Repeated exposure to large quantities of alcohol may lead to tolerance by reducing the activity of a protein that regulates communication between neurons, according to a study of fruit flies published in eNeuro.
Binge drinking has lasting effects on brain activity, but it is not clear how ethanol -- the intoxicating component of alcoholic beverages -- creates these changes. One possibility is that ethanol interacts with a family of proteins (Unc13) that help control the release of neurotransmitters across the synaptic gap between neurons. In mice, worms and flies, mutations affecting Unc13 reduce activity of the cell on the transmitting side of the synapse.
Gregg Roman and colleagues previously found that fruit flies with reduced activity of the gene Dunc13 consumed significantly more ethanol than flies without the mutation. Building on these findings, the researchers now demonstrate that ethanol interferes with the binding of diacylglycerol -- a chemical compound that facilitates neurotransmitter release -- and reduces the activity of the Unc13 protein. Flies with reduced Dunc13 activity took longer to become sedated after being exposed to intoxicating levels of ethanol. The research provides new insight into the neurobiology of alcohol tolerance.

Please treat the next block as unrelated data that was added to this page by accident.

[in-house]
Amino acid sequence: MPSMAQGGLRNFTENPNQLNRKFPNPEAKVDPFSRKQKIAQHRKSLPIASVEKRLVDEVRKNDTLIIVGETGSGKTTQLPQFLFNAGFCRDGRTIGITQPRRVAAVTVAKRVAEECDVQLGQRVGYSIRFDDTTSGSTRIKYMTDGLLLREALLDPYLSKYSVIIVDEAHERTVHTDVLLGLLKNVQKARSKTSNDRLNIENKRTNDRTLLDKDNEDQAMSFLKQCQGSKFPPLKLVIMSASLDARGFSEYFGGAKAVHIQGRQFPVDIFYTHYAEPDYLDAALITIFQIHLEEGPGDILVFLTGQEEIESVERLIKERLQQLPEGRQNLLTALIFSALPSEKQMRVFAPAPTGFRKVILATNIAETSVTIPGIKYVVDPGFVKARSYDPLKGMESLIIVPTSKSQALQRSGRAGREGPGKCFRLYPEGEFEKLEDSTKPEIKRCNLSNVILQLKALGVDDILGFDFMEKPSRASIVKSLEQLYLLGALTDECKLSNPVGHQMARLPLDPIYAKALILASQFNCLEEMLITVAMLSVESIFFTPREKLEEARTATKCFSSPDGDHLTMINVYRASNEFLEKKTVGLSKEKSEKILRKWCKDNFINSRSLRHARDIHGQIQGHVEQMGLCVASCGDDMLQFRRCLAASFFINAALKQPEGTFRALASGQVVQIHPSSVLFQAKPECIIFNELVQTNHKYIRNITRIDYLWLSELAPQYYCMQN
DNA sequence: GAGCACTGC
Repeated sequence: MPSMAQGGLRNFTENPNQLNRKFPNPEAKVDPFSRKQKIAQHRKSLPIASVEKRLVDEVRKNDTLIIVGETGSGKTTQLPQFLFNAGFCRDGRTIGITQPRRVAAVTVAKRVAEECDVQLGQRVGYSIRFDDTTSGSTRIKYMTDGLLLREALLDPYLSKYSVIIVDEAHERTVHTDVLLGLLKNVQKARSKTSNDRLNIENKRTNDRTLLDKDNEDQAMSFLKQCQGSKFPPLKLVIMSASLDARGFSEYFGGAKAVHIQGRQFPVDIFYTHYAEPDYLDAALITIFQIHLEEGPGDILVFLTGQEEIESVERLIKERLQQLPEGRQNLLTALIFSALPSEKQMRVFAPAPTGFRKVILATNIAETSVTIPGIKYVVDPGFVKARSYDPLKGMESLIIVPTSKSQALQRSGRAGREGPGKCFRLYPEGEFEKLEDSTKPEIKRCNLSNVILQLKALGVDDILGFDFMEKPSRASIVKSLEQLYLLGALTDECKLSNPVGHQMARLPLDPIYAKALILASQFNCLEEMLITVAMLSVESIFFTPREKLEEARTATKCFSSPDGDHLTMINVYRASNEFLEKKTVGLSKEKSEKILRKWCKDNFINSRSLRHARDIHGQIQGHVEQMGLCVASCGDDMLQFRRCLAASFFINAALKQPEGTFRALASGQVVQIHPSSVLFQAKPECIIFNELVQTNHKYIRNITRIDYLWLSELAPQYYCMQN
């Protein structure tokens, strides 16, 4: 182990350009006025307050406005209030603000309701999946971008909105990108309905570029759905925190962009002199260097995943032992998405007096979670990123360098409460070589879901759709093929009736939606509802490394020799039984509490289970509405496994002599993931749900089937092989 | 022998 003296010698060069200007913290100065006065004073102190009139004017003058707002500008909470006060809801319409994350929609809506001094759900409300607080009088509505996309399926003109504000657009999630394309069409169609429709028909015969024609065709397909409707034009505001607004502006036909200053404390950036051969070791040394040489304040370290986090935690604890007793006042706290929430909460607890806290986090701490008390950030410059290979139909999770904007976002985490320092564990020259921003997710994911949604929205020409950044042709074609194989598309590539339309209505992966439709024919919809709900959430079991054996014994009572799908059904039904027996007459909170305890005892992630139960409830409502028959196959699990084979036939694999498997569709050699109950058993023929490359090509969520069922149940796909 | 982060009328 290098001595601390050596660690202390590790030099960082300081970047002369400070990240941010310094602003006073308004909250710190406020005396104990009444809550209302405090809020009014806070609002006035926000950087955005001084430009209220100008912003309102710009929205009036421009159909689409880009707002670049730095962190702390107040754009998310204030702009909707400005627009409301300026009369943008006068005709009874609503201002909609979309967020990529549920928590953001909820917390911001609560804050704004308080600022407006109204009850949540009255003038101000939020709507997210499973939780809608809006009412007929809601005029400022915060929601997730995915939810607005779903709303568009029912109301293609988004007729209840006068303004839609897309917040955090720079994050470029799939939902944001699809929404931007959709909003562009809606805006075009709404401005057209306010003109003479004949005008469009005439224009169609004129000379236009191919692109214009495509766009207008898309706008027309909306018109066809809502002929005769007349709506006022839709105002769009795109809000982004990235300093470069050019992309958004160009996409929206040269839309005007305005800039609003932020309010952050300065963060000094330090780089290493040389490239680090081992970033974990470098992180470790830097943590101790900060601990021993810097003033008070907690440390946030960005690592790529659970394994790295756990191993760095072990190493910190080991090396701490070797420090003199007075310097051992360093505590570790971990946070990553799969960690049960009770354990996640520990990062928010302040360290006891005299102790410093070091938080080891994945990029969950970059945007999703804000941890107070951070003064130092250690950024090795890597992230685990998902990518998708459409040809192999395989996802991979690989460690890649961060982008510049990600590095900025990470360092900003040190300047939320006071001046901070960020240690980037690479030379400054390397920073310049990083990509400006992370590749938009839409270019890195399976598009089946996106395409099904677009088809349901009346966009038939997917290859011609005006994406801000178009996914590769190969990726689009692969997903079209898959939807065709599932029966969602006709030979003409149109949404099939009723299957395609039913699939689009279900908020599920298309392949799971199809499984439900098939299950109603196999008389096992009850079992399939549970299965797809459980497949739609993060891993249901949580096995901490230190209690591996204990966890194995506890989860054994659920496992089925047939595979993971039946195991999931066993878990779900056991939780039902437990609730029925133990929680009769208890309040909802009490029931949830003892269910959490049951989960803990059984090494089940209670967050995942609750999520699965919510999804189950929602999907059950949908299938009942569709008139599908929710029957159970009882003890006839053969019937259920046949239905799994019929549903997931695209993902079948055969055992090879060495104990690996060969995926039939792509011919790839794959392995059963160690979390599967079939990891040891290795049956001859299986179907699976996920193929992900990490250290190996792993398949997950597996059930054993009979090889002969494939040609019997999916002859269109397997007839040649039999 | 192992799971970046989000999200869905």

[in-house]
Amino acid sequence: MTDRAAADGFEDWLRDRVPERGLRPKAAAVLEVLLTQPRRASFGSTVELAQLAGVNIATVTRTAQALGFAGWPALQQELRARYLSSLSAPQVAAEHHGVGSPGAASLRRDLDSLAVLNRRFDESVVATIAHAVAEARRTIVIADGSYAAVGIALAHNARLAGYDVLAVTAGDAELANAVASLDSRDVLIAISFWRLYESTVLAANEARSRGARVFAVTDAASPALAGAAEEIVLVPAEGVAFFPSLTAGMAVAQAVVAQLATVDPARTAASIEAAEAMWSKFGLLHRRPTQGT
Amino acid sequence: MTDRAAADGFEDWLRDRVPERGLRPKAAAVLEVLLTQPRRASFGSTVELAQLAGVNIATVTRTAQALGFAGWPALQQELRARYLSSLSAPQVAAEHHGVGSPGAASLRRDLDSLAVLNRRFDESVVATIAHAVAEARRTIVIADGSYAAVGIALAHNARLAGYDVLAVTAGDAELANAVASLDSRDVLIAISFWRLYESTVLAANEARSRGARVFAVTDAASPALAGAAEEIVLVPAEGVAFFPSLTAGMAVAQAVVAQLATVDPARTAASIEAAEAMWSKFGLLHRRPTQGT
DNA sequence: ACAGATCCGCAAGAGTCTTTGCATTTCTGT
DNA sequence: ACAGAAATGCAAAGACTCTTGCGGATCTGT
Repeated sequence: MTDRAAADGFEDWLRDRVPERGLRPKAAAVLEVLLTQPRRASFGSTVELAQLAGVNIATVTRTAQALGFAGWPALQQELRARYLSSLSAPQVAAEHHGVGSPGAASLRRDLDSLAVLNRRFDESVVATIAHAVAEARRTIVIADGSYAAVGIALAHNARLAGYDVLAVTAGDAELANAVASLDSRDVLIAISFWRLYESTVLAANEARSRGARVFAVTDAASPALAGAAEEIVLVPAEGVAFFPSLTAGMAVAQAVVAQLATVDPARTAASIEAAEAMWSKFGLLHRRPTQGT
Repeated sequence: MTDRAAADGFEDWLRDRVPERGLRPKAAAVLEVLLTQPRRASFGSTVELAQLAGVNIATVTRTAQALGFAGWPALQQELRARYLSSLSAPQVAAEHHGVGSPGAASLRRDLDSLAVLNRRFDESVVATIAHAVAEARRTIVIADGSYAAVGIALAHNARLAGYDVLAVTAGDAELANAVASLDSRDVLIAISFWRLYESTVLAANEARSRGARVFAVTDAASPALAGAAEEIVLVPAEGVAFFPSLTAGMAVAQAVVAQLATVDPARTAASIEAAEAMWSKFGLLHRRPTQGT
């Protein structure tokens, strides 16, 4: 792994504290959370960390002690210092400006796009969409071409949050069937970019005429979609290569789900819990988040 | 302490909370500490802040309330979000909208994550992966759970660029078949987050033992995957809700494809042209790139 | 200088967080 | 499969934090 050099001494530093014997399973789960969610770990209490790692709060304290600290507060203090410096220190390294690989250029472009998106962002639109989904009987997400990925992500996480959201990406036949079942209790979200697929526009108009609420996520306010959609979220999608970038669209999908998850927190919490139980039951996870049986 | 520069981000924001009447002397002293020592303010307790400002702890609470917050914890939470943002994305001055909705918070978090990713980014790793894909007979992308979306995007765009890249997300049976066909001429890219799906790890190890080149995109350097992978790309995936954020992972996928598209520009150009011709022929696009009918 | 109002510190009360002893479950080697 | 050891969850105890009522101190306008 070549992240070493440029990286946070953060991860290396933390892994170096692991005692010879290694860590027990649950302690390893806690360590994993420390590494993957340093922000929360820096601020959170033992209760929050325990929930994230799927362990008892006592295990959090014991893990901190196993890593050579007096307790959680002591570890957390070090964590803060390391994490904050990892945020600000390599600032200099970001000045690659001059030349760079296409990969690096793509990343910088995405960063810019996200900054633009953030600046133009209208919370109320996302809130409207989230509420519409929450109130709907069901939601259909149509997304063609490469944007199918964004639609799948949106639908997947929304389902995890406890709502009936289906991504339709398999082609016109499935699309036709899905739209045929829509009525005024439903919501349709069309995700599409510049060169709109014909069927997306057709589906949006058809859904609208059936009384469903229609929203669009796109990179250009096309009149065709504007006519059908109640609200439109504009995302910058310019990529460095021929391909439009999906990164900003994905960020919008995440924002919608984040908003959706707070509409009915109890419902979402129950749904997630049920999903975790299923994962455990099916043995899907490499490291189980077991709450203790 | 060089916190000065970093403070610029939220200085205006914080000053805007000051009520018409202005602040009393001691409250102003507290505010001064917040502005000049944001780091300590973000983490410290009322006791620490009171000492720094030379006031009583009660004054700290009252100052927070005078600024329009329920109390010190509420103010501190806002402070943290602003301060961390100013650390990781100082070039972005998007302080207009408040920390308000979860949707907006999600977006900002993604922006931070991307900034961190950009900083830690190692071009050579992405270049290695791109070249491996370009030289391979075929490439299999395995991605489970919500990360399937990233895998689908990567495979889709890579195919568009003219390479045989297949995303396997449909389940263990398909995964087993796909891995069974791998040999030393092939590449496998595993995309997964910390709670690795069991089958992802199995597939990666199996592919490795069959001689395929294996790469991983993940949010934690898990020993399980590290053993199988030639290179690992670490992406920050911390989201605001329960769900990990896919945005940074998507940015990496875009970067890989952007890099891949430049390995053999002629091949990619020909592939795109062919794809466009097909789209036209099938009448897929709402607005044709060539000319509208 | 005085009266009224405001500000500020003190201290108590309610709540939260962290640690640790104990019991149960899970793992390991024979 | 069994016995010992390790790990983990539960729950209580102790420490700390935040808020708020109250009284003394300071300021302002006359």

Article: Ethanol Regulates Presynaptic Activity and Sedation through Presynaptic Unc13 Proteins in Drosophila
Corresponding author: Gregg Roman (University of Mississippi, Oxford, USA), firstname.lastname@example.org
eNeuro, the Society for Neuroscience's open-access journal launched in 2014, publishes rigorous neuroscience research with double-blind peer review that masks the identity of both the authors and reviewers, minimizing the potential for implicit biases. eNeuro is distinguished by a broader scope and balanced perspective achieved by publishing negative results, failure to replicate or replication studies. New research, computational neuroscience, theories and methods are also published.
About The Society for Neuroscience
The Society for Neuroscience is the world's largest organization of scientists and physicians devoted to understanding the brain and nervous system. The nonprofit organization, founded in 1969, now has nearly 37,000 members in more than 90 countries and over 130 chapters worldwide.